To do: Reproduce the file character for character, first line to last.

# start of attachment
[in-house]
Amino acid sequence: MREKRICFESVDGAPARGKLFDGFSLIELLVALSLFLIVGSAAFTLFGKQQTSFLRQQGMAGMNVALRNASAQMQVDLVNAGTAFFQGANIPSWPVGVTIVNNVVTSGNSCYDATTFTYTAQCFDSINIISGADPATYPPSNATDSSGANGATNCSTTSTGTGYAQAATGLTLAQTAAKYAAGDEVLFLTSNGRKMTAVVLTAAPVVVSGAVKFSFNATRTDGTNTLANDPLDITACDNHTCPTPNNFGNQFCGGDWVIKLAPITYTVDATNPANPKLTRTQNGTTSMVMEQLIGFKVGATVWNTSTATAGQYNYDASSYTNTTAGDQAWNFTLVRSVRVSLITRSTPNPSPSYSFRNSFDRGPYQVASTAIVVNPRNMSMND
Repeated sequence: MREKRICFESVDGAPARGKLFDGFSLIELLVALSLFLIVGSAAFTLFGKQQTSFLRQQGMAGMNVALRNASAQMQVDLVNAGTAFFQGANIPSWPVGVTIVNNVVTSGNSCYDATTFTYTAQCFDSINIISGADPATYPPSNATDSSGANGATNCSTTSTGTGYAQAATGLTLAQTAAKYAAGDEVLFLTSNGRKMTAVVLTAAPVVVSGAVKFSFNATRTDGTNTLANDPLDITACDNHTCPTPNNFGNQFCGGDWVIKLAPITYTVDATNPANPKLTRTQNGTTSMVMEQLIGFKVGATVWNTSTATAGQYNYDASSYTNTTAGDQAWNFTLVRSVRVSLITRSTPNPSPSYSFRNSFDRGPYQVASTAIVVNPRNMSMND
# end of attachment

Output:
[in-house]
Amino acid sequence: MREKRICFESVDGAPARGKLFDGFSLIELLVALSLFLIVGSAAFTLFGKQQTSFLRQQGMAGMNVALRNASAQMQVDLVNAGTAFFQGANIPSWPVGVTIVNNVVTSGNSCYDATTFTYTAQCFDSINIISGADPATYPPSNATDSSGANGATNCSTTSTGTGYAQAATGLTLAQTAAKYAAGDEVLFLTSNGRKMTAVVLTAAPVVVSGAVKFSFNATRTDGTNTLANDPLDITACDNHTCPTPNNFGNQFCGGDWVIKLAPITYTVDATNPANPKLTRTQNGTTSMVMEQLIGFKVGATVWNTSTATAGQYNYDASSYTNTTAGDQAWNFTLVRSVRVSLITRSTPNPSPSYSFRNSFDRGPYQVASTAIVVNPRNMSMND
Repeated sequence: MREKRICFESVDGAPARGKLFDGFSLIELLVALSLFLIVGSAAFTLFGKQQTSFLRQQGMAGMNVALRNASAQMQVDLVNAGTAFFQGANIPSWPVGVTIVNNVVTSGNSCYDATTFTYTAQCFDSINIISGADPATYPPSNATDSSGANGATNCSTTSTGTGYAQAATGLTLAQTAAKYAAGDEVLFLTSNGRKMTAVVLTAAPVVVSGAVKFSFNATRTDGTNTLANDPLDITACDNHTCPTPNNFGNQFCGGDWVIKLAPITYTVDATNPANPKLTRTQNGTTSMVMEQLIGFKVGATVWNTSTATAGQYNYDASSYTNTTAGDQAWNFTLVRSVRVSLITRSTPNPSPSYSFRNSFDRGPYQVASTAIVVNPRNMSMND